In the shade of an apple tree - SPRING – Jönköpings läns museum


We do not know when and how the apple tree arrived in Sweden but today, our pomological heritage includes around 250 apple varieties.
The Swedish University of Agricultural Sciences (SLU) in Alnarp has the task of preserving old fruit varieties in a national gene bank.
Two trees of each variety are kept, both in Alnarp and in a local clone archive.
One of the largest clone archives with 220 apple varieties is located at Brunstorps Gård outside Huskvarna.


History:  “Old sort of unknown origin” according to pomologist Alexandra Smirnoff (1896). Grows in a few places around Gränna. Some believe that the variety originates from count Per Brahe the Younger’s apple orchards, hence the name.

Growth habit: The tree is regarded as strong growing.

Flowering period: Early; beautiful blossom, pink buds and white flowers that are pink on the outside.

Fruit characteristics: Middle-sized, flattened conical with rounded ridges. Base colour light green, with red streaks and spots on sun-facing side.

Taste and ripening: Flesh is pale greenish-yellow and fairly soft, tart with mild sweetness and good aroma. Ripening from second half of August.

Experience and recommendations: A highly attractive apple with beautiful blossom.

Relatively even crops, some years abundant. The apple should be picked from the tree and eaten directly. Unfortunately, the fruit with its thin stalk does not hang firmly and falls easily in strong rain and wind. Recommended hardiness zone: 1–4.

from Äldre äpplesorter för dagens trädgårdar (Old Apple Varieties for Today’s Gardens), Björn Kalin, SLU 2019


Sites with particularly good conditions for apple growing are often found on the eastern side of big lakes, with late springs and long autumns. Such climate ensures that the blossom is not damaged by frost and that the fruit has enough time to ripen properly. The fertile slopes along the south-eastern shore of Lake Vättern meet these requirements exactly.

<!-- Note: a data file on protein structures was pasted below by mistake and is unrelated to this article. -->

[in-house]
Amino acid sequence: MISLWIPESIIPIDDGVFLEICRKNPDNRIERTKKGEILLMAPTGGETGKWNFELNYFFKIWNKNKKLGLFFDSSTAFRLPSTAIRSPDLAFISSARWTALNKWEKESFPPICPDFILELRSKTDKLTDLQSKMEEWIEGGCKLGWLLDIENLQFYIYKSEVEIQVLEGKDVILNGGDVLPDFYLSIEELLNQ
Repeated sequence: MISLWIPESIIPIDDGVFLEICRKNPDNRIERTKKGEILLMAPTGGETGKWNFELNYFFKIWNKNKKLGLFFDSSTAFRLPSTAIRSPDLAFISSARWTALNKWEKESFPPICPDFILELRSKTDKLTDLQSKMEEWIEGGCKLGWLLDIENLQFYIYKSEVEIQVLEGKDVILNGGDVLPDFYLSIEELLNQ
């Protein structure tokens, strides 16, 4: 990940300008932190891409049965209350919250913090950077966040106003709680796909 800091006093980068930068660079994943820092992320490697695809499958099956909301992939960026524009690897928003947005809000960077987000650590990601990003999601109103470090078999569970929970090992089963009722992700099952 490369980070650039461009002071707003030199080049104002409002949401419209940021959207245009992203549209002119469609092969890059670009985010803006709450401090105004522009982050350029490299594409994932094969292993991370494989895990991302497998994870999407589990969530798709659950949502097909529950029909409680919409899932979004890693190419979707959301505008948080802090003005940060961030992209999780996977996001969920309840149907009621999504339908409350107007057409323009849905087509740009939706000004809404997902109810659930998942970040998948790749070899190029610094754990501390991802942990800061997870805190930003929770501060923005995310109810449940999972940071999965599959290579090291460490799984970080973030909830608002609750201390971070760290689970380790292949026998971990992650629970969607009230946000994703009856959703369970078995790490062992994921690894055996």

One of the first people in the area to grow fruit on a large scale was Elis Nyström. As early as 1914, he planted 700 apple trees at Strandvallen outside Gisebo. Initially, the planting of fruit trees on prime agricultural land was met with scepticism. But in the following years of war and famine, several farmers followed his example. Today, the area is the third largest fruit growing district in Sweden.

Over time, apple varieties have been replaced and cultivation methods have changed. There are now around 3,000 trees growing on an area where they used to plant 200. Today’s fruit growers not only cultivate, but also refine their products under own brand names. The Vättern Region apple kingdom delivers not only fresh fruit, but also juice, cider, jams and preserves to destinations far beyond the county borders.


  • Pomology is the study of fruit and berry cultivation.
  • In Alvastra, near Omberg, archaeologists have found a 4,000-year-old charred apple.
  • It takes around four to five years before an apple tree starts bearing fruit.
  • An apple tree can live to be well over a hundred years old.
  • There are more than 7,500 apple varieties in the world. If you try one sort every day it will take 20 years before you’ve tried them all!


Ornamental cushion embroidered with feather stitch, French knots and stem stitch, designed by Mary Karlsson Moeschlin in 1953 for Jönköping County Handicraft Association



You need:

Some apple pips
A plant pot, approx. 10 cm high
Potting soil

Do this:

Apples that have been stored all winter have the best pips.
Soak the pips for a couple of hours in lukewarm water.
Fill a 10 cm high pot with good soil and plant the pips at a depth of 2 cm.

Cover the pots with plastic bags to keep the soil moist,
but remove the plastic as soon as the shoots appear.
Shoots are the first sign of green showing in the pot.

It takes around one or two months before you can see the shoots,
slightly less if the pot is in a warm place.
Don’t let the soil dry out, because then the shoot will die.
But too much water and the shoot will rot.

When the plant has become around 10 centimetres tall,
it’s time to repot it into a bigger pot.
Move your apple tree into the garden when the weather permits.